130: The meadow of starflowers
156: The cockleshell boat dock
204: The Green Dragon tavern
212: The Bureau of Needless Paperwork

This man is living in Borges' Ficciones. Probably in the table of contents.
posted by anotherpanacea at 11:17 PM on June 4, 2006 [1 favorite]


Is this something I'd need a brain tumor to understand?
posted by quite unimportant at 11:58 PM on June 4, 2006


I find it difficult thinking in three dimensions, let alone nine, but nevertheless I found it fascinating how Mr Cartan constructed such a vivid memory palace to visualise the maze.
posted by misteraitch at 12:06 AM on June 5, 2006


I'm with Riemann and Alex404 here. I don't know if he's missed or dismissed it, but there's a way of mapping N-dimensional grids onto a 2D page fairly simply:

(0)
[_] point (0D) - no range of possible values

(1)
[_] [_] [_] line (1D) - possible values -1, 0 or 1

(2)
[_] [_] [_]
[_] [_] [_]
[_] [_] [_] square (2D) - possible values (-1,-1) through to (1,1)

(3)
[_] [_] [_] [_] [_] [_] [_] [_] [_]
[_] [_] [_] [_] [_] [_] [_] [_] [_]
[_] [_] [_] [_] [_] [_] [_] [_] [_] cube (3D)
- possible values (-1,-1,-1) through to (1,1,1)
- note that this can also be represented by (0 to 9, 0 to 3)

(4)
[_] [_] [_] [_] [_] [_] [_] [_] [_]
[_] [_] [_] [_] [_] [_] [_] [_] [_]
[_] [_] [_] [_] [_] [_] [_] [_] [_]

[_] [_] [_] [_] [_] [_] [_] [_] [_]
[_] [_] [_] [_] [_] [_] [_] [_] [_]
[_] [_] [_] [_] [_] [_] [_] [_] [_]

[_] [_] [_] [_] [_] [_] [_] [_] [_]
[_] [_] [_] [_] [_] [_] [_] [_] [_]
[_] [_] [_] [_] [_] [_] [_] [_] [_] hypercube (4D)
- (-1,-1,-1,-1) to (1,1,1,1)
- note that this can also be represented by (0 to 9, 0 to 9)

The next step of course is three copies of diagram 4 arranged in a line, and you see where the coordinate system is going: in 4 dimensions, to (0 to 9, 0 to 27).

Or alternatively:
1: 0-3, 0
2: 0-3, 0-3
3: 0-3^2, 0-3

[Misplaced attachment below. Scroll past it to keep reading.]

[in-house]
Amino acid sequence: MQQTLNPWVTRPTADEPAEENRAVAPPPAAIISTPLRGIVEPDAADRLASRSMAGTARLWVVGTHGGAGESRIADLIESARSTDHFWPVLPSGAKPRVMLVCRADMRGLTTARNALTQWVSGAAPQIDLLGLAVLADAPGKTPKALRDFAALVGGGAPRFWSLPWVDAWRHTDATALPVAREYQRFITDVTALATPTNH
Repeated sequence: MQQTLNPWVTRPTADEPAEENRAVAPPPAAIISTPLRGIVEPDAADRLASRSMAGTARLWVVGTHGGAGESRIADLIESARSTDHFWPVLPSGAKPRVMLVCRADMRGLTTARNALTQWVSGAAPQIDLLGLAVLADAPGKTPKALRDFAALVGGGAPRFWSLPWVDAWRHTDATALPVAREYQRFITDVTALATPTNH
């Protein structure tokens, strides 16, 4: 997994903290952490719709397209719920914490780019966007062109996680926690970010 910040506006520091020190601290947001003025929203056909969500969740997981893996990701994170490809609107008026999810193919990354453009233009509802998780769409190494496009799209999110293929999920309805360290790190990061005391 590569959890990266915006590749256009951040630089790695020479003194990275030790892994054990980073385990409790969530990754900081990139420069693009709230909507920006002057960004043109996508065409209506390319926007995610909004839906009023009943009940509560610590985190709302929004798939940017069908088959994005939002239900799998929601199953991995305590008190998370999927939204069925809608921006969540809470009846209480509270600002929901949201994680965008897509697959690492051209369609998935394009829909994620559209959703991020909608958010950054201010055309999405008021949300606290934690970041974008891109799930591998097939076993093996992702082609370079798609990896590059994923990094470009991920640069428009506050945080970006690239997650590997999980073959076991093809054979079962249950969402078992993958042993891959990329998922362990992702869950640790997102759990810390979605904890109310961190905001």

4: 0-3^2, 0-3^2
5: 0-3^3, 0-3^2
6: 0-3^3, 0-3^3
7: 0-3^4, 0-3^3
8: 0-3^4, 0-3^4
9: 0-3^5, 0-3^4 = (0-243,0-81)

So, if we were to bother to print out such a grid (it can be constructed in Excel quickly enough), and include in each step of the grid a description of the contents, the "room" if you like, we would have a map of his magic castle.

As to how useful this is, I don't know. It's a mathematical curiosity, like Sudoku, which can be similarly mapped onto a 4-cube in which the "rows and columns" of a Sudoku puzzle become the 3x3 square edges of the hypercube. Which may lead to an easier algorithm for solving Sudoku - I don't know.
posted by aeschenkarnos at 12:09 AM on June 5, 2006


Hmm. For some reason MetaFilter's text input system has taken it upon itself to remove the spacing between horizontal squares in diagrams 3 and 4. Oh well, imagine them in. :)
posted by aeschenkarnos at 12:11 AM on June 5, 2006


I got through the maze twice with no idea how I did it. I'm hobbling back to my samurai now.
posted by overanxious ducksqueezer at 12:16 AM on June 5, 2006


I'm with odin's dream - he said he came across the puzzle in the 70's, what form did the puzzle take back then? Who made it?

I'm wondering how you could come across a puzzle like this in the 70s and not have access to info on how it works.
posted by -harlequin- at 1:07 AM on June 5, 2006


It would be almost sad if that were the case. All along he could have just cracked open a textbook and looked up most, if not all, of the answer from theorems from the late 1800s.

Oh, I don't know. This has become a meditation for him, a way to dream really strange and beautiful dreams. I read some more of his pages, and he's obviously a sane, happy, productive guy both socially and professionally. People like him make me wish there were such a thing as brain tourism, because I would love my mind to move on such clean and starry paths.

Thanks, vacapinta -- this was really very wonderful.